Pilot program success stories
We often work with manufacturers of new energy-efficient technologies to test them in real homes and businesses. Here are some recently completed pilots with positive results:
Ice rink resurfacing efficiency pilot
This pilot validated energy saving claims, assessed customer acceptance rates and identified technical issues associated with installing and operating of vortex mechanical deaerator technology for ice resurfacing in BC arenas. Vortex mechanical deaerators reduce the need to heat the water applied to the ice during the resurfacing process.
Results: The study showed savings of 330 gigajoules of natural gas per year, which is equivalent to about 79 per cent gas savings and 28 per cent electricity savings for ice arena customers. This technology is now eligible for rebates in our commercial performance program for existing buildings.
On-demand recirculation controls
This pilot focused on verifying the energy savings and customer acceptance of installing on-demand recirculation controls for central domestic hot water systems in 19 multi-family residential buildings in the Lower Mainland. Unlike systems that recirculate hot water throughout a building 24-7, the on-demand recirculation controls operate the recirculation pump and hot water on a schedule. This helps save energy, as natural gas is not being constantly used to operate the boiler and there is less heat loss from continuous flow through the piping.
Results: The final report showed that buildings installing on-demand recirculation controls realized domestic hot water savings of up to 22 per cent. Overall, building managers reported feeling satisfied or somewhat satisfied with the installation and performance of the technology. FortisBC is currently evaluating the feasibility of offering this measure as a rebate program for FortisBC commercial customers.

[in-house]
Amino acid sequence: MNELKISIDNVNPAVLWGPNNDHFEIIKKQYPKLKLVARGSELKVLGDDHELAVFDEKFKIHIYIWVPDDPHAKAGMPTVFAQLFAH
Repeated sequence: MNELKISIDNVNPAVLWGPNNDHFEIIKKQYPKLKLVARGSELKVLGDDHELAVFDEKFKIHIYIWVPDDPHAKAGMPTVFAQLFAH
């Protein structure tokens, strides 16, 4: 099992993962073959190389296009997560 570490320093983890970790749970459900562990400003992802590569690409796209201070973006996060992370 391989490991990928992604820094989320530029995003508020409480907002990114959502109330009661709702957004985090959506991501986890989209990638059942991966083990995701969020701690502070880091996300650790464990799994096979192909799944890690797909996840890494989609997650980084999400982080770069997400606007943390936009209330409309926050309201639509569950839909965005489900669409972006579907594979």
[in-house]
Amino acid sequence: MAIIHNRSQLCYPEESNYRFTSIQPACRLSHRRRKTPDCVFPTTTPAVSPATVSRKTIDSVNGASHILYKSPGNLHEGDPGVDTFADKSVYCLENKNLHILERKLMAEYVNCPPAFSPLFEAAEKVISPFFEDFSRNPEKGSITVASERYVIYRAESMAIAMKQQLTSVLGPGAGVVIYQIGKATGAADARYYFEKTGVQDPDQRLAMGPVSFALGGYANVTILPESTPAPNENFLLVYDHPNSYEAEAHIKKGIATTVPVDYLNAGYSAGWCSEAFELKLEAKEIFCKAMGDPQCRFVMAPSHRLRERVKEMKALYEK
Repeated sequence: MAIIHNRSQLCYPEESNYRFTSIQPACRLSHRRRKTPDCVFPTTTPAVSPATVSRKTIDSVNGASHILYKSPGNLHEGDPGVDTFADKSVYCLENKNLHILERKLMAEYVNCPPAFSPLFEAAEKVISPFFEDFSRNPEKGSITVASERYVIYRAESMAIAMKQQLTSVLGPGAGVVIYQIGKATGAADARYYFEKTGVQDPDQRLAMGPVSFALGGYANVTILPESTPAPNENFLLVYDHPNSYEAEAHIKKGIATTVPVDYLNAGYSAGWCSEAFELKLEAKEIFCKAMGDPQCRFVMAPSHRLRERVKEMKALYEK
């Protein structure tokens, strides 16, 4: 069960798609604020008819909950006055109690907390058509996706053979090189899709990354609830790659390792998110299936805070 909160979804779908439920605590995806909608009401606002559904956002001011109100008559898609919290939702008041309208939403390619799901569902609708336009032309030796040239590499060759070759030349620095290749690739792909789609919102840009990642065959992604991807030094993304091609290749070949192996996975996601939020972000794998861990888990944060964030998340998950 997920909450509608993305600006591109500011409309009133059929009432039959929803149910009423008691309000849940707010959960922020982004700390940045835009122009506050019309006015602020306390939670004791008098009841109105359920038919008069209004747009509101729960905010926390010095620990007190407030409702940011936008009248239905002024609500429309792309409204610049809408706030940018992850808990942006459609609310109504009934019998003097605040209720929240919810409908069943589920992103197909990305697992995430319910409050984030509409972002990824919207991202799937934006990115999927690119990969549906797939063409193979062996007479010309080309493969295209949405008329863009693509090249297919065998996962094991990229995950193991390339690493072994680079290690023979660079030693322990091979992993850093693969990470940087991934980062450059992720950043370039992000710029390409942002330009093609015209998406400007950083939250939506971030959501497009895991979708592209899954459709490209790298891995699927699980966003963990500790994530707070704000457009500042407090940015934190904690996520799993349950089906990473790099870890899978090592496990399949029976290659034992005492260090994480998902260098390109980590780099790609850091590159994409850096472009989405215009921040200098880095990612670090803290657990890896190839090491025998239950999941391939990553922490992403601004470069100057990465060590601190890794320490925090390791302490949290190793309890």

Combination space and water heating system pilot
This pilot focused on identifying field-validated energy performance of three different combination system types, technical issues, incremental costs, customer acceptance and effective marketing of home retrofit rebates.
Results: Customer acceptance was high and savings of 13 to 24 per cent were identified across three different system types. This technology is now eligible for combination heating and hot water system rebates.
Condensing make-up air unit pilot
This pilot focused on validating energy savings claims, assessing customer acceptance, and identifying any technical issues associated with installing and operating condensing gas-fired ventilation units in British Columbia commercial buildings.
Results: Based on the monitoring and verification results, condensing make-up air units showed natural gas savings of 28 per cent compared to pre-existing make up air units and 17 per cent compared to new make-up air units with 80 per cent efficiency. This technology is now eligible for rebates for commercial natural gas customers.
Smart learning thermostats
More than 200 residential natural gas and electricity customers in Kelowna received up to a $100 rebate on purchasing and installing qualifying smart thermostats in their homes and answering questionnaires designed to assess energy savings, gauge customer acceptance and further evaluate the use of smart technology in homes.
Results: Customer satisfaction with smart thermostats was high, with 95 per cent of participants indicating they’d recommend them to others. After installing smart thermostats, participants saved an average of 2.6 gigajoules of natural gas and 488 kilowatt hours of electricity per household over the study period (December 2017 to February 2019).